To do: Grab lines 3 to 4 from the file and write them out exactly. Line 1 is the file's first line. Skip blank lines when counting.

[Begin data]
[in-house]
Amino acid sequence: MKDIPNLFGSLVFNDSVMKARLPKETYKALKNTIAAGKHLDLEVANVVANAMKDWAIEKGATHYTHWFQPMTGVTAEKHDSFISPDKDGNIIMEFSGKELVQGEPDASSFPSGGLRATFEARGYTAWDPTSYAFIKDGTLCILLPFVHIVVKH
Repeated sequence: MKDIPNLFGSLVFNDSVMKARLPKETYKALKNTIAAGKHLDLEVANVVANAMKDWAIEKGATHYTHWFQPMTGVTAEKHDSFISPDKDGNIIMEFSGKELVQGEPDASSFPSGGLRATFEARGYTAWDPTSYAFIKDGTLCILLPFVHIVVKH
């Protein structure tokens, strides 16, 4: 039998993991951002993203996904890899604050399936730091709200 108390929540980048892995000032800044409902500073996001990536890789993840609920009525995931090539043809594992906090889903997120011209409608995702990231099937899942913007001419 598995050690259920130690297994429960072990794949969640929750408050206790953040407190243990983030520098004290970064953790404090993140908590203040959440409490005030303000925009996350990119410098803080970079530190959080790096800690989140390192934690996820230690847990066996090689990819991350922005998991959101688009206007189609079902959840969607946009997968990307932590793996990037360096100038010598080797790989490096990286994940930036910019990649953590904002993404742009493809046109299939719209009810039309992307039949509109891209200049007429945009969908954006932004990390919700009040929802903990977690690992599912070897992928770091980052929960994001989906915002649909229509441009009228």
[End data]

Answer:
Repeated sequence: MKDIPNLFGSLVFNDSVMKARLPKETYKALKNTIAAGKHLDLEVANVVANAMKDWAIEKGATHYTHWFQPMTGVTAEKHDSFISPDKDGNIIMEFSGKELVQGEPDASSFPSGGLRATFEARGYTAWDPTSYAFIKDGTLCILLPFVHIVVKH
């Protein structure tokens, strides 16, 4: 039998993991951002993203996904890899604050399936730091709200 108390929540980048892995000032800044409902500073996001990536890789993840609920009525995931090539043809594992906090889903997120011209409608995702990231099937899942913007001419 598995050690259920130690297994429960072990794949969640929750408050206790953040407190243990983030520098004290970064953790404090993140908590203040959440409490005030303000925009996350990119410098803080970079530190959080790096800690989140390192934690996820230690847990066996090689990819991350922005998991959101688009206007189609079902959840969607946009997968990307932590793996990037360096100038010598080797790989490096990286994940930036910019990649953590904002993404742009493809046109299939719209009810039309992307039949509109891209200049007429945009969908954006932004990390919700009040929802903990977690690992599912070897992928770091980052929960994001989906915002649909229509441009009228």